Assignment 8: How to Lie With Maps

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The two maps below both display the percentage of college graduation in Connecticut, in which data is provided by Social Explorer. By using different colours and break intervals, these two maps provide two completely different portrayals of a same dataset.

In the first map, I use different shades of green to show the college graduation rate across Connecticut. Since there is no dramatic change in variation,  the similarity among various census tract polygons are highlighted. Moreover, by breaking the data into 9 buckets, I intentionally vary the length of each interval to manipulate the number of census tracts in each group. The top 2 and bottom 2 groups have the less data sample, while 5 middle buckets have the most data sample. Even though the legend shows wide range of rates, my dataset is mostly concentrated in the middle group. Therefore, it seems like the percentages of people who graduated from college are quite similar among all the census tracts in Connecticut.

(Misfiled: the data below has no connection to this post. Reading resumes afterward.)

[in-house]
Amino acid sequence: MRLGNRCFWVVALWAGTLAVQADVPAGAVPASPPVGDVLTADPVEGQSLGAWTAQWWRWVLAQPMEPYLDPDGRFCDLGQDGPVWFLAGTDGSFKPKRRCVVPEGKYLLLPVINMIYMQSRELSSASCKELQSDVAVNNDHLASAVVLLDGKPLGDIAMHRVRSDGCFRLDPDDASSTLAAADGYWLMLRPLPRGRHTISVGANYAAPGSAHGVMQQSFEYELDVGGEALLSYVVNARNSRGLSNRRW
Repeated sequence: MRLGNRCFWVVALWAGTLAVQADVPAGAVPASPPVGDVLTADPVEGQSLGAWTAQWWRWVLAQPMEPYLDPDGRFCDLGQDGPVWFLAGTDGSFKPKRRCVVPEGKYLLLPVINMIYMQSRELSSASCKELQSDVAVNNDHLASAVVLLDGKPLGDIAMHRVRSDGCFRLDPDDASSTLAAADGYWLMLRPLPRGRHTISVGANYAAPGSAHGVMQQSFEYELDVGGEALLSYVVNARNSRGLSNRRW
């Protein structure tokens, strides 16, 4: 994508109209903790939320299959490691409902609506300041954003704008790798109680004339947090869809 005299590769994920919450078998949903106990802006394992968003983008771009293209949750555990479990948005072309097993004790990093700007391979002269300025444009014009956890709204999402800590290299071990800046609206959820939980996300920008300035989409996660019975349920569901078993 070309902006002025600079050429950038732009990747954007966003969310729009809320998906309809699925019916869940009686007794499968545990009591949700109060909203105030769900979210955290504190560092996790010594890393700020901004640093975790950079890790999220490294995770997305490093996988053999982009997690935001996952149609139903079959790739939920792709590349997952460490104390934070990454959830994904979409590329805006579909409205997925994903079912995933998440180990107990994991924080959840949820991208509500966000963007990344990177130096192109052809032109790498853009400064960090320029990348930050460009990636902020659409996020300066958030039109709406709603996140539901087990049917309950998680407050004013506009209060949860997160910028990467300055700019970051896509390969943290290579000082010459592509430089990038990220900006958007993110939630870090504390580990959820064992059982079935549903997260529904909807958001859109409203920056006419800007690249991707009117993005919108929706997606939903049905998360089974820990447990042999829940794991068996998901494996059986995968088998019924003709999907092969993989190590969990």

Using the same data but with different choice of colours and intervals, I display my second map as a highly unequal distribution of college graduation rate. The data is divided into only two buckets, which are assigned with two highly contrast colours: extremely dark and light green. As illustrated on the map, it seems like more people graduated from college in Northern and South West of Connecticut.

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